• Entitles the registrant to enforce the mark in federal court, provides a presumption of the registrant’s ownership of the mark and of the registrant’s right to use the mark.
  • Makes it easier for the registrant to enforce rights to the mark, and entitles the registrant to enlist the aid of the U.S. Customs Service to exclude or, in some circumstances, seize infringing imports.

To obtain a federal registration, an application for registration must be filed with the U.S. Patent and Trademark Office (USPTO). A fee for each class of goods or services for which the applicant wishes to claim the use of the mark must be submitted with the application. Due to the complexity of the rules and regulations applicable to applications for federal registration, a mark owner should consult with an experienced trademark attorney when considering whether to file such an application. That attorney should also be prepared to help clients navigate the application processes for international protection.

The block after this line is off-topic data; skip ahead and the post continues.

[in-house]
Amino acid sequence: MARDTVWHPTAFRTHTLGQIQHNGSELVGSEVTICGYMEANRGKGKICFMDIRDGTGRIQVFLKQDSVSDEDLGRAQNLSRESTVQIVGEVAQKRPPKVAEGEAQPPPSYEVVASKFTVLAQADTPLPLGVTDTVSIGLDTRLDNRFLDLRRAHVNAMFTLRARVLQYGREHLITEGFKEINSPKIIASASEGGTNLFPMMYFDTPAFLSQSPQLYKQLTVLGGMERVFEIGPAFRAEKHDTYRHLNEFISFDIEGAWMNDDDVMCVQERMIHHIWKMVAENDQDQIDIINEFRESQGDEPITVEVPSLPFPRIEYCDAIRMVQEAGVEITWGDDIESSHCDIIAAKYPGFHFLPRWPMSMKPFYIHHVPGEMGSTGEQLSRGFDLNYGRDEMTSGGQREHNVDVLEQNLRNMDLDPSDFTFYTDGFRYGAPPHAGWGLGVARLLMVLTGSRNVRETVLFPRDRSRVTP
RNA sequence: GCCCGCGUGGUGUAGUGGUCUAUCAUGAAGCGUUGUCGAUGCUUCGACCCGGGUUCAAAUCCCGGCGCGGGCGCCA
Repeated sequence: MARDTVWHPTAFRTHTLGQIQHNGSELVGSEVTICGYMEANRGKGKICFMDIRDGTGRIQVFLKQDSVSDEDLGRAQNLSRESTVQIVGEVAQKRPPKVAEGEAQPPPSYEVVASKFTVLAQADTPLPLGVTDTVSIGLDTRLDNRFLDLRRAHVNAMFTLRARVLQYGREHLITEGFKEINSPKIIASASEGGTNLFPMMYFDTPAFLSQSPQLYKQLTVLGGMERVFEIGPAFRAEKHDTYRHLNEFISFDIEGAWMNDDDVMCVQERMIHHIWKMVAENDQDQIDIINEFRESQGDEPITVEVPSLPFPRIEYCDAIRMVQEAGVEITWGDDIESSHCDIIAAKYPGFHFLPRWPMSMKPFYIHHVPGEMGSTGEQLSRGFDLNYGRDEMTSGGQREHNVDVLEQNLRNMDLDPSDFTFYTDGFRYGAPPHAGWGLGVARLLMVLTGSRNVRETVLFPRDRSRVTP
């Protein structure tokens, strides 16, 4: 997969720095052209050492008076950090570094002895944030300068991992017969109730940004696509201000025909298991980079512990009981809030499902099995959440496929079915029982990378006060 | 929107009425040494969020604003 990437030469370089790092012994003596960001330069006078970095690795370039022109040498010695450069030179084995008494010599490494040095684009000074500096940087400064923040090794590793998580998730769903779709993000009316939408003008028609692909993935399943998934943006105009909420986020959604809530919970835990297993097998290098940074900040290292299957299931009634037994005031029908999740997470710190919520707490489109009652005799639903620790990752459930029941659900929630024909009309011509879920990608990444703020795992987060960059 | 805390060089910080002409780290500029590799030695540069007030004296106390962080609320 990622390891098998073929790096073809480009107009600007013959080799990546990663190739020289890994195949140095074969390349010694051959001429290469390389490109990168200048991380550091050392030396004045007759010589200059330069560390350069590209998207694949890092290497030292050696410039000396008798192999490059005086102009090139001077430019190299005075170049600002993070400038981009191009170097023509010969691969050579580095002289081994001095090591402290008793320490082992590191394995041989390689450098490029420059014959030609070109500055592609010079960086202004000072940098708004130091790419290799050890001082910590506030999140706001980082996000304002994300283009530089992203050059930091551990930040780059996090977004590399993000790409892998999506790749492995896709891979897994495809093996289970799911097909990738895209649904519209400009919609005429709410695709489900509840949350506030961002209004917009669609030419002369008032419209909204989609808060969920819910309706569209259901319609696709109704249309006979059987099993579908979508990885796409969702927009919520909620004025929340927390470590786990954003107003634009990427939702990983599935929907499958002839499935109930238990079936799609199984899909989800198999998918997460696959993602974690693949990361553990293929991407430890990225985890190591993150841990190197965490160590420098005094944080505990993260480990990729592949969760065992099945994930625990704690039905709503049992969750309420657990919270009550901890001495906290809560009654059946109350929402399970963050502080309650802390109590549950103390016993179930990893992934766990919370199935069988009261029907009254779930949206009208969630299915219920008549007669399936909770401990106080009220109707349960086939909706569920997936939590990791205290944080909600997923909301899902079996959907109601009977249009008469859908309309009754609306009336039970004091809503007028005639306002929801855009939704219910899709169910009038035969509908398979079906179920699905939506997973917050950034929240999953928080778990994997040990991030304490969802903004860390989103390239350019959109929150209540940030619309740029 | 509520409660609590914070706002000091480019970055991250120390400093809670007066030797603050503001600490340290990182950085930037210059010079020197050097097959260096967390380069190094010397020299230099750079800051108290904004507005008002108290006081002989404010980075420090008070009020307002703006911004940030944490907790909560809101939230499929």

Using a mark properly:

Registered or not, a mark must be used properly in order to keep it’s owner from losing rights to the mark. Here are some tips for the proper display and use of a mark:

  • First, marks should be clearly identified.
  • Unregistered trademarks should be identified with the symbol TM .
  • Unregistered service marks should be identified with the symbol SM.
  • Federally registered marks should be identified with the ® symbol.
  • Preferably, a trademark or service mark should be used as an adjective in conjunction with a generic name for the product or service and not as the name of the product or service. For example, it is proper to write, “Buy an ACME widget” rather than “Buy an ACME.”
  • The word “brand” can be used to draw attention to the trademark or service. For example, “Ask for ACME brand widgets” is even safer.
  • Do not allow others to use the mark without controlling the nature and quality of the goods or services offered.

Again, an experienced trademark attorney will be able to provide further advice on proper usage of trademarks and service marks and assist in implementing a program that will help to ensure that your trademark/service mark rights are sufficiently protected.